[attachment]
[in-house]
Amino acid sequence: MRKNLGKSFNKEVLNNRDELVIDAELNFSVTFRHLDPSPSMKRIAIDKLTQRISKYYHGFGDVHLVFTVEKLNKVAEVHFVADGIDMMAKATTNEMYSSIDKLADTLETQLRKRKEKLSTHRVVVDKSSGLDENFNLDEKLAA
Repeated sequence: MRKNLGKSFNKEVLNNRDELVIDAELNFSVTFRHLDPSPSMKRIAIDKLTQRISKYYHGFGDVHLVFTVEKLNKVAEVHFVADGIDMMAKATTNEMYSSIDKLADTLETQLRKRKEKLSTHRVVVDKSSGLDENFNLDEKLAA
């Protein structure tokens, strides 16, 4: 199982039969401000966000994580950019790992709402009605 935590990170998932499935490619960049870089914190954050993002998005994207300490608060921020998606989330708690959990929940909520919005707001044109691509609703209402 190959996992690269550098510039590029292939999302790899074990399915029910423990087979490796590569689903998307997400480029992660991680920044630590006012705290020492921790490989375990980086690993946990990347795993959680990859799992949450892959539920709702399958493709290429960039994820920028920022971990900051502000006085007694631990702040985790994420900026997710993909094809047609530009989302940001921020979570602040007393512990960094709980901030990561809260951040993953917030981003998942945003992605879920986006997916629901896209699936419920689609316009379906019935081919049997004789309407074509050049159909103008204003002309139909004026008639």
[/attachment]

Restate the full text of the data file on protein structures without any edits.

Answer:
[in-house]
Amino acid sequence: MRKNLGKSFNKEVLNNRDELVIDAELNFSVTFRHLDPSPSMKRIAIDKLTQRISKYYHGFGDVHLVFTVEKLNKVAEVHFVADGIDMMAKATTNEMYSSIDKLADTLETQLRKRKEKLSTHRVVVDKSSGLDENFNLDEKLAA
Repeated sequence: MRKNLGKSFNKEVLNNRDELVIDAELNFSVTFRHLDPSPSMKRIAIDKLTQRISKYYHGFGDVHLVFTVEKLNKVAEVHFVADGIDMMAKATTNEMYSSIDKLADTLETQLRKRKEKLSTHRVVVDKSSGLDENFNLDEKLAA
């Protein structure tokens, strides 16, 4: 199982039969401000966000994580950019790992709402009605 935590990170998932499935490619960049870089914190954050993002998005994207300490608060921020998606989330708690959990929940909520919005707001044109691509609703209402 190959996992690269550098510039590029292939999302790899074990399915029910423990087979490796590569689903998307997400480029992660991680920044630590006012705290020492921790490989375990980086690993946990990347795993959680990859799992949450892959539920709702399958493709290429960039994820920028920022971990900051502000006085007694631990702040985790994420900026997710993909094809047609530009989302940001921020979570602040007393512990960094709980901030990561809260951040993953917030981003998942945003992605879920986006997916629901896209699936419920689609316009379906019935081919049997004789309407074509050049159909103008204003002309139909004026008639």